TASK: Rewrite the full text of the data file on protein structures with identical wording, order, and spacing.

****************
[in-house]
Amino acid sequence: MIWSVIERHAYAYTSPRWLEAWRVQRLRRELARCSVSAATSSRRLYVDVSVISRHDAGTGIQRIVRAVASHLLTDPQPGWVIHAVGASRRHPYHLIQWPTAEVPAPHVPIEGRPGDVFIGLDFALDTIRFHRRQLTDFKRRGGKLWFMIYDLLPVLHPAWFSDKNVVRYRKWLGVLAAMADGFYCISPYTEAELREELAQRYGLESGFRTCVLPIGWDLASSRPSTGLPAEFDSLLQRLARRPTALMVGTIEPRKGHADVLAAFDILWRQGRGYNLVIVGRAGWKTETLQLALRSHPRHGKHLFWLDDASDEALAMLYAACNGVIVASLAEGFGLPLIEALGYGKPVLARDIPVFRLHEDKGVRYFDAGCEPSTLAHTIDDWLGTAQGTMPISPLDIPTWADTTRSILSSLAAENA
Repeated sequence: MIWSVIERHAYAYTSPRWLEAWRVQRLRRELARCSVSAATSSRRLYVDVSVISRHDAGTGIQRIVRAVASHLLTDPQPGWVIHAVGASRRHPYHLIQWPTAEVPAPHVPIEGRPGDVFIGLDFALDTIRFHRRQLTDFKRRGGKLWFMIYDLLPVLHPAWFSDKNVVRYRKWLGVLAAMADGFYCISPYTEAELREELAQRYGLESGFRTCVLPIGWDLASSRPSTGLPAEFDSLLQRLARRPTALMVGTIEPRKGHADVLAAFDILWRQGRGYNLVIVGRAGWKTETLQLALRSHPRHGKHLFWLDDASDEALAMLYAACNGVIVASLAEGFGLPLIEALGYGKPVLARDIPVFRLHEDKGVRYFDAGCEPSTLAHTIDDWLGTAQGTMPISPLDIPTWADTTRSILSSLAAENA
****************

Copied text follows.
[in-house]
Amino acid sequence: MIWSVIERHAYAYTSPRWLEAWRVQRLRRELARCSVSAATSSRRLYVDVSVISRHDAGTGIQRIVRAVASHLLTDPQPGWVIHAVGASRRHPYHLIQWPTAEVPAPHVPIEGRPGDVFIGLDFALDTIRFHRRQLTDFKRRGGKLWFMIYDLLPVLHPAWFSDKNVVRYRKWLGVLAAMADGFYCISPYTEAELREELAQRYGLESGFRTCVLPIGWDLASSRPSTGLPAEFDSLLQRLARRPTALMVGTIEPRKGHADVLAAFDILWRQGRGYNLVIVGRAGWKTETLQLALRSHPRHGKHLFWLDDASDEALAMLYAACNGVIVASLAEGFGLPLIEALGYGKPVLARDIPVFRLHEDKGVRYFDAGCEPSTLAHTIDDWLGTAQGTMPISPLDIPTWADTTRSILSSLAAENA
Repeated sequence: MIWSVIERHAYAYTSPRWLEAWRVQRLRRELARCSVSAATSSRRLYVDVSVISRHDAGTGIQRIVRAVASHLLTDPQPGWVIHAVGASRRHPYHLIQWPTAEVPAPHVPIEGRPGDVFIGLDFALDTIRFHRRQLTDFKRRGGKLWFMIYDLLPVLHPAWFSDKNVVRYRKWLGVLAAMADGFYCISPYTEAELREELAQRYGLESGFRTCVLPIGWDLASSRPSTGLPAEFDSLLQRLARRPTALMVGTIEPRKGHADVLAAFDILWRQGRGYNLVIVGRAGWKTETLQLALRSHPRHGKHLFWLDDASDEALAMLYAACNGVIVASLAEGFGLPLIEALGYGKPVLARDIPVFRLHEDKGVRYFDAGCEPSTLAHTIDDWLGTAQGTMPISPLDIPTWADTTRSILSSLAAENA